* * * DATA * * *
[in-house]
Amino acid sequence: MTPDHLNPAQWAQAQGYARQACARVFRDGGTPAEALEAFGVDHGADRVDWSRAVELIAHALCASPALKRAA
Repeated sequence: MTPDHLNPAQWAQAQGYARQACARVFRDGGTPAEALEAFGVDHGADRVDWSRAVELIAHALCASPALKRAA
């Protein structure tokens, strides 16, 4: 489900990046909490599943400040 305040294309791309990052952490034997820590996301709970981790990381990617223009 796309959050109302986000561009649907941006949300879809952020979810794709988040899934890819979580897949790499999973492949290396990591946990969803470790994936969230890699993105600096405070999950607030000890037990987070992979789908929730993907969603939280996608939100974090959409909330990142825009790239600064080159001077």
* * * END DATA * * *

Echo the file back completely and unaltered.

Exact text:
[in-house]
Amino acid sequence: MTPDHLNPAQWAQAQGYARQACARVFRDGGTPAEALEAFGVDHGADRVDWSRAVELIAHALCASPALKRAA
Repeated sequence: MTPDHLNPAQWAQAQGYARQACARVFRDGGTPAEALEAFGVDHGADRVDWSRAVELIAHALCASPALKRAA
């Protein structure tokens, strides 16, 4: 489900990046909490599943400040 305040294309791309990052952490034997820590996301709970981790990381990617223009 796309959050109302986000561009649907941006949300879809952020979810794709988040899934890819979580897949790499999973492949290396990591946990969803470790994936969230890699993105600096405070999950607030000890037990987070992979789908929730993907969603939280996608939100974090959409909330990142825009790239600064080159001077």